Let’s start with the obvious. If you’ve seen the trailer, and you’re aware of the iconic film Groundhog Day (if you’re not, go watch it immediately), you know where this film is going. Our protagonist, Samantha (Sam) Kingston (played by Zoey Deutch), is a typical mean girl (yes, like the “plastics” in Mean Girls). Her family is wealthy, as are her best friends’ families, and they all live in idyllic mansions somewhere in the equally idyllic Pacific Northwest. Sam is a senior in high school and she and her friends are generally pretty nasty and judgmental. At the end of the day, February 12th or “Cupid Day” at the school, Sam and her friends are in a horrific car wreck. Sam wakes up in her own bed, thinking it’s the morning of February 13th, but she is shocked to discover that, in fact, she has gone back in time and wakes up on the morning of the 12th again. Over the course of the film, Sam realizes what she needs to do to get out of her loop, which generally entails becoming a nice person. Sound familiar? Yes, in many ways this is the teenage girl version of Groundhog Day, but you get a cute girl in the place of Bill Murray.
The film is based on the young-adult novel of the same name, written by Lauren Oliver. The book had fairly positive reviews, despite the obvious plot line, and there are some definite positives to the film, along with the negatives. Please note, there are spoilers ahead.
SPOILERS – Skip to “In Conclusion” if you’d like to avoid them.
Sam is forced to reevaluate her relationships with everyone around her, including her mean girl friends. Rather than just ditch them, she recognizes the impact that they have on each other, and the bond that they share. She comes to appreciate them for who they are, while still calling them out on their meaner moments. Friendship among girls is important to see in film, and Before I Fall could have easily tossed these girls to the wayside in favor of the love interest (more on that later).
Second, there was a surprising amount of character development for the supporting cast. The film gives you tidbits about a number of characters including Sam’s best friend Lindsay (played by Halston Sage), her sister Izzy (Erica Tremblay), and Juliet, the target of much of the girls’ bullying (Elena Kampouris). These bits of information help to show how these characters matter to Sam, and further along her story.
Finally, the story and the script are concise. Clocking in at one hour, thirty-nine minutes, the film doesn’t try to make its simple story into something more. Rather than add time through meandering scenes and secondary plot lines, the film stays the course and keeps you engaged from beginning to end.
The biggest issue here are those glaring high school stereotypes. Sam and her friends, like the popular girls in many a film, are into partying and drinking and sex. The targets of their bullying were a lesbian girl and a quiet painter who hid behind her hair most of the time. There’s the hot young teacher, annoying little sister, and the clueless parents. And, of course, Lindsay’s father left, resulting in her DGAF attitude.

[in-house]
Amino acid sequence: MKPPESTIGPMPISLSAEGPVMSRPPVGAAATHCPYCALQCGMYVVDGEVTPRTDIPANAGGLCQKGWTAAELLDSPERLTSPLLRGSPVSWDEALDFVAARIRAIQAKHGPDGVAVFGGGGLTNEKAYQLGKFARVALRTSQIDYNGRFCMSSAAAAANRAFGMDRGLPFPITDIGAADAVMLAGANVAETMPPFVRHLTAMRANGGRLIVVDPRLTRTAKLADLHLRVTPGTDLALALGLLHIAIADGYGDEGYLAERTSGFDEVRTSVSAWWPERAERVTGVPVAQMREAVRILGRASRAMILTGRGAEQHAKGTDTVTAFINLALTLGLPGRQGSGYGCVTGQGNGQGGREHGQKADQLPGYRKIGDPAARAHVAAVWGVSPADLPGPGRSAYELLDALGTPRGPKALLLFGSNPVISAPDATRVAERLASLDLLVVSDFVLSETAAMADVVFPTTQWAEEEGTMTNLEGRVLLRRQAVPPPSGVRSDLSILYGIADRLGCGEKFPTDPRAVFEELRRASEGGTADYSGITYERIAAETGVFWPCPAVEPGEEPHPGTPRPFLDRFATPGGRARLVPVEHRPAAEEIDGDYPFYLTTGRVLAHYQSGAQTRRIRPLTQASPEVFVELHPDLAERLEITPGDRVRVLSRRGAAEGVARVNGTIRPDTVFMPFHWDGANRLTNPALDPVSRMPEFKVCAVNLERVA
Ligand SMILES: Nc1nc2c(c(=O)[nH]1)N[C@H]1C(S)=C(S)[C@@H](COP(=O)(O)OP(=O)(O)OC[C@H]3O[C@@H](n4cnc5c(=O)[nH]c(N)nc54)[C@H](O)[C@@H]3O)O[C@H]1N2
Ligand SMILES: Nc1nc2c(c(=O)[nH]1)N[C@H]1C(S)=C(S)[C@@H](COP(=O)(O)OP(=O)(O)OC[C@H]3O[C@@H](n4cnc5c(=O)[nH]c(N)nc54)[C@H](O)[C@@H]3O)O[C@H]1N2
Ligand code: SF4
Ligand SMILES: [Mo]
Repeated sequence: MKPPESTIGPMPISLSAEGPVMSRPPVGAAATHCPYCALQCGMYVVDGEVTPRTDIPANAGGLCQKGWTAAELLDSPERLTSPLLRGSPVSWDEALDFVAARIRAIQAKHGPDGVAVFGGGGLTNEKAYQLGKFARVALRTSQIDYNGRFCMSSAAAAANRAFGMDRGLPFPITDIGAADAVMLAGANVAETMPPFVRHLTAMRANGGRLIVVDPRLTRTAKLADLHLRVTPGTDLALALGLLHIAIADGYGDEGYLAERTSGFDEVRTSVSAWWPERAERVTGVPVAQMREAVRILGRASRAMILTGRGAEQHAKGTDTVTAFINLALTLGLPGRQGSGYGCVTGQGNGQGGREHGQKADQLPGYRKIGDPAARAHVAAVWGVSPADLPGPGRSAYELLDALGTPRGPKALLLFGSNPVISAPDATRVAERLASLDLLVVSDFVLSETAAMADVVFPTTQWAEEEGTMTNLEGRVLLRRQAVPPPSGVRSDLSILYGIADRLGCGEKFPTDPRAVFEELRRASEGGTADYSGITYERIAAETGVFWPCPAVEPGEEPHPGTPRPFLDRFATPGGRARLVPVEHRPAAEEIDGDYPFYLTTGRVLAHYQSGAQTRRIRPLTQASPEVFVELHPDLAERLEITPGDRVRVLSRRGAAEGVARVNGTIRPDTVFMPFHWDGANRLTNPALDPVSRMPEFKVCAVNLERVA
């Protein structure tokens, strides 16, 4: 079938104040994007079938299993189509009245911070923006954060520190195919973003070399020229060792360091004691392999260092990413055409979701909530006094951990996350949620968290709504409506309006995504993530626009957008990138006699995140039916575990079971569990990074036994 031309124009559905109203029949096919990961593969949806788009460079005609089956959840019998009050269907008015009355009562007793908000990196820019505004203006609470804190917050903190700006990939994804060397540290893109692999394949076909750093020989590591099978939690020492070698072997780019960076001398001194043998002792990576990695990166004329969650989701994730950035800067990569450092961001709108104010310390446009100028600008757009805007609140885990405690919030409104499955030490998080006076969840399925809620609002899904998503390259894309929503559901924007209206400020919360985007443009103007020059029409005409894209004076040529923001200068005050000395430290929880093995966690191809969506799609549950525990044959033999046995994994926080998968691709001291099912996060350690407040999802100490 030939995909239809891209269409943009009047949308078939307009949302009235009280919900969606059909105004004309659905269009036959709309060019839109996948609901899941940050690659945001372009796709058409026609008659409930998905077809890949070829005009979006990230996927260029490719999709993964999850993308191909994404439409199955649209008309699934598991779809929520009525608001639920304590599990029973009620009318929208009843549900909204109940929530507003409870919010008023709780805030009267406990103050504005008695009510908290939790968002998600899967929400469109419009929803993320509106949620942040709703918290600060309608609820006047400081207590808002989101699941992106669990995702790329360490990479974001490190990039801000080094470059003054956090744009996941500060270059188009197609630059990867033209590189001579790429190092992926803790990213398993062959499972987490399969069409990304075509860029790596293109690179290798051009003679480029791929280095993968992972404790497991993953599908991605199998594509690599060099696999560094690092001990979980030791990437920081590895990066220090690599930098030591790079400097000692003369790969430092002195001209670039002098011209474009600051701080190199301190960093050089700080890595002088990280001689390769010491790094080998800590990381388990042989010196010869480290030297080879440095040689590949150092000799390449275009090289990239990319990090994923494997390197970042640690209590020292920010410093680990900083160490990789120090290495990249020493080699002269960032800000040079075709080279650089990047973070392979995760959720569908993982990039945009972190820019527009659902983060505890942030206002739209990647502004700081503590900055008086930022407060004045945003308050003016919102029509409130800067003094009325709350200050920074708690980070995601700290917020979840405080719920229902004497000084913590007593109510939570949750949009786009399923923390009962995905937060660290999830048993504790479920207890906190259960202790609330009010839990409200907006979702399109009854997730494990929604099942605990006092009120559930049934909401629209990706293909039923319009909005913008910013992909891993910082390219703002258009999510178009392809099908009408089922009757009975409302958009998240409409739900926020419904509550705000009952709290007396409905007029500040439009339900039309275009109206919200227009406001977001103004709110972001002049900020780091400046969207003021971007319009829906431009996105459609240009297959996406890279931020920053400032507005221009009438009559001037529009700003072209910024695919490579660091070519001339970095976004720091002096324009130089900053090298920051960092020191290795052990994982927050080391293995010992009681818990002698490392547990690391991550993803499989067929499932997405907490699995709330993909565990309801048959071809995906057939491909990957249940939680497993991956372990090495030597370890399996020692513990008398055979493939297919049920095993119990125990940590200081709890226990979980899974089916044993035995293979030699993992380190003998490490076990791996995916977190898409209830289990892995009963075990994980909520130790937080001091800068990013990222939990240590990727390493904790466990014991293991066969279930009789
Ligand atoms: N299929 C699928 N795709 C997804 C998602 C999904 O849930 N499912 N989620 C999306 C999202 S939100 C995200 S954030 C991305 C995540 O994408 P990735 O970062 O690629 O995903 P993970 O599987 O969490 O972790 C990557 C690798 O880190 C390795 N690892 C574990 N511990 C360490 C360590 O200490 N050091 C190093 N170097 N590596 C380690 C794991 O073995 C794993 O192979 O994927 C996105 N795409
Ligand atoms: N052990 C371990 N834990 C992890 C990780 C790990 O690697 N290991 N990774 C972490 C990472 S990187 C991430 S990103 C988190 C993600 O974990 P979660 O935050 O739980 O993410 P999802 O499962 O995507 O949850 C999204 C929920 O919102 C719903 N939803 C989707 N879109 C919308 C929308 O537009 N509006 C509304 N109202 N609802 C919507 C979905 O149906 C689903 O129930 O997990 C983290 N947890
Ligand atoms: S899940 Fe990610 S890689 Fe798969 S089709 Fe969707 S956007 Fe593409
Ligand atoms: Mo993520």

Next is the love interests. At the beginning of the film, Sam is dating the stereotypical hot popular guy who really isn’t into her, and then later, she realizes that he isn’t worth her time, and she makes a grand romantic gesture to the childhood friend who has been in love with her the entire movie, despite the fact that she treated him like garbage. If there was any part of the story that could have been left out, it was definitely this.
Finally, there’s the ending. You see, Sam is the “nice” one of the group, a point that is obvious from the beginning. So it’s not a big stretch for her to actually be a nicer person by the end. While she finds redemption in helping the two bullied girls, her friends never pay for their acts. And… the biggest spoiler of them all: Sam dies at the end, after making the necessary changes to her life. Sam’s friends are not there to witness her death, nor the events leading up to it, so what impetus do they have to change? What impact has Sam had on anyone at the end?
In Conclusion: (spoiler free below)
Thanks to some redeeming features such as the depiction of friendship and a neat story, Before I Fall is by no means a waste of time. The story is well crafted and beautifully filmed, despite that blue filter that let’s you know this film is a drama and the Pacific Northwest is grey. The acting is good enough to not be distracting and the cast believable for their age groups. The story line has heart, and Sam does manage to find redemption through being nicer to EVERYONE, not just one or two people. But the high school stereotyping and the final moments prevent this film from being a truly good one.
2.5 high school parties out of 5.
Before I Fall opens nationwide March 3rd. Special thanks to gofobo for the passes to this screening.